Case Over Ticket Inspection Dismissed

     OAKLAND, Calif. (CN) – A federal judge in Oakland has dismissed on standing grounds an action brought by a man who wanted to examine traffic tickets in Contra Costa County for racial bias.
     Judge Phyllis Hamilton found that the plaintiff had not been denied his request and therefore his case was not ripe for decision.
     “With regard to subject matter jurisdiction, it is evident from the facts alleged that plaintiff’s request has not been denied,” Hamilton wrote. “Thus, his claims are not yet ripe, and he lacks Article II standing because he has not yet suffered an injury”
     The plaintiff, Jason Robertson, wanted to examine a month’s-worth of traffic tickets in Contra Costa County. In his written request for inspection of the records, he said he wanted to look at the tickets to see if law enforcement authorities are “singling out minorities in greater percentages than recent census data would predict.”
     Contra Costa, which owes its name to its location across the bay from San Francisco County, is 51 percent white and 22 percent Latino, according to city-data.com. Racial tension has been an issue for several communities in the area, such as Antioch, a 162-year-old suburb that swore in its first black mayor in 2012.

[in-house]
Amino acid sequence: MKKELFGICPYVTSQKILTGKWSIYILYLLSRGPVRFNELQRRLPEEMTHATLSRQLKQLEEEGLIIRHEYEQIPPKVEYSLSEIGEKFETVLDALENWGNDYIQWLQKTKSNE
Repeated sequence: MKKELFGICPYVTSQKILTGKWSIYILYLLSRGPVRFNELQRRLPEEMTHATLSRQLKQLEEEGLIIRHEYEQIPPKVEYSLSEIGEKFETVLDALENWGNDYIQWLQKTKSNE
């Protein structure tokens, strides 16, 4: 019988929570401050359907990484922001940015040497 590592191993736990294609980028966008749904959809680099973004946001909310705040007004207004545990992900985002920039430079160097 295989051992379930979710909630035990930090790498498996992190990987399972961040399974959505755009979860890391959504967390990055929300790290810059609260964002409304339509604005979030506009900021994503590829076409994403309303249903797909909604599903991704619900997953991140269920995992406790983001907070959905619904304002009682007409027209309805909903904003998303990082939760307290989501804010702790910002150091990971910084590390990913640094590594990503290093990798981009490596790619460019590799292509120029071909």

Robertson heard little about his records request until Aug. 29, when a court official said the records would not be ready by Sept. 4. Over a month later, the court’s executive officer, Kiri Torre, wrote Robertson that his request was still under review.
     The letter noted that there were several factors that might warrant denial of the request, including statutory privacy concerns.
     Robertson interpreted the letter as a denial of his request and his lawyer sued the court claiming California law required it to provide the information he requested.
     “If the court had actually denied Robertson’s request for access to the public records to which he is entitled under the law, “the claim would be ripe, certainly, and he might have standing to assert a First Amendment claim (assuming he could show an injury),” wrote Hamilton.
     “In this case, however, the Superior Court advised plaintiff several times between July 24, 2012 when it received plaintiff’s request, and October 5, 2012, when Ms. Torre wrote plaintiff to explain the court’s concern with privacy issues, and to request additional information regarding the nature of plaintiff’s project, that it was still evaluating the request,” said the judge.
     The plaintiff is represented by James Chadwick of Sheppard Mullin Richter & Hampton LLP in Palo Alto. Erica Lynn Reilley of Jones Day in Los Angeles represented the court.
     

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